“We know planning policy inside out,” he says. “This is our business. We don’t go into planning applications light heartedly. But the true cost of a planning appeal can never be fully established, including the council’s own time and resources, as well as the time delays to the projects affected by the process.” Since the NPPF was introduced, Cornwall Council has been developing the Local Plan – a blueprint for the amount of development and where it should be located. This policy document, which has received input from local town and parish councils, developers and members of the public, is due to be debated at full council next month, before being sent to the Government for approval. No-one knows how long this process will take.

Until the plan is approved, says Neil Hatton, Cornwall councillor for Constantine, Budock and Mawnan, near Falmouth, it is “open season” for developers. “The NPPF is there to support sustainable development,” he says. “It has certainly encouraged a lot more people to put in applications and challenge the system through the appeals inspectorate– people are testing it out. “A lot more appeals have been based on the sustainable argument because of the lack of the local plan – it is more difficult to refuse these. “Cornwall’s weakness is the Local Plan [or lack of it]. 

“It has not been put to the Government for approval and, while it carries a little weight, it doesn’t carry a huge amount at the moment. It is open season for developers at the moment without the policies in place under the Local Plan.” Mr Hatton is due to attend an appeal against 153 houses on Bickland Water Road on December 9, which has been turned down by Cornwall Council. CSA is the planning consultant on the project. Planning consultant Stephen Payne says the NPPF was designed to encourage “more positive decision-making” regarding rural and urban growth – to grant more planning applications – particularly with regard to housing. “We didn’t find that quite to the extent that we expected,” he says. “There was a change of attitude initially. But gradually they have fallen back into their old ways. We are seeing worse and worse decisions as we are going along. And it was disappointing that when we got to appeal they didn’t follow the government’s lead. We would expect the planning inspectorate to toe the government line. There are a lot of developments that should have been built that have not been.”

For councillor Nolan, the whole system is flawed. “I’m not sure that the appeal system does work well,” he says. “Cornwall has a unique character – and a delicate infrastructure, we cannot keep up with unlimited development – and an inspector who might be based in Swindon may apply judgements that work for Swindon, but not for St Ives. Essentially, inspectors are too remote, and not accountable for their decisions.” Last week the council approved budget cuts of £196m. This, he says, only adds to the problem. “Budget cutbacks are already causing problems. Officers have a heavy caseload, and ironically it’s the developers that are complaining that it’s taking too long to process applications.” He added that Mr Dodge’s comments would ‘ring hollow’ with residents of Launceston, Gwinear, Goonhavern, Truro, Probus and many other communities who have fought, or are fighting what he calls “inappropriate developments driven by developers needs, rather than sensible planned growth.”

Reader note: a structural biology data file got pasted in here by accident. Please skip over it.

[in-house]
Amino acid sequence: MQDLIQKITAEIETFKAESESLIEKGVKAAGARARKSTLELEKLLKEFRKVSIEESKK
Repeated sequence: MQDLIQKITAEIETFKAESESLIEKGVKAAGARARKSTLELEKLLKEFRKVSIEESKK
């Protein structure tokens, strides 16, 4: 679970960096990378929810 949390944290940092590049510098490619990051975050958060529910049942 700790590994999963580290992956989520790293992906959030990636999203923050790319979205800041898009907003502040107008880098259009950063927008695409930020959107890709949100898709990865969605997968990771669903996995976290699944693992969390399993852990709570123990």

Neither Phil Mason, the council’s head of service for planning, housing and regeneration, nor Edwina Hannaford, the portfolio holder for environment, heritage and planning, were unavailable for comment.Midas Developments asked residents in September last year what they thought about its plans to build 153 houses between Falmouth and Budock. The application was turned down and the appeal is due to be held on Tuesday Dec 9.

Housing Development Consultation. Falmouth. Kay Menthem, Noel King and Jane Wooldridge who all live near to the site. Midas Developments asked residents in September last year what they thought about its plans to build 153 houses between Falmouth and Budock. The application was turned down and the appeal is due to be held on Tuesday Dec 9. Housing Development Consultation. Falmouth. Justin Dodge – Managing Director of CSA Architects and Russell Dodge of Business Location Services with a plan of the development.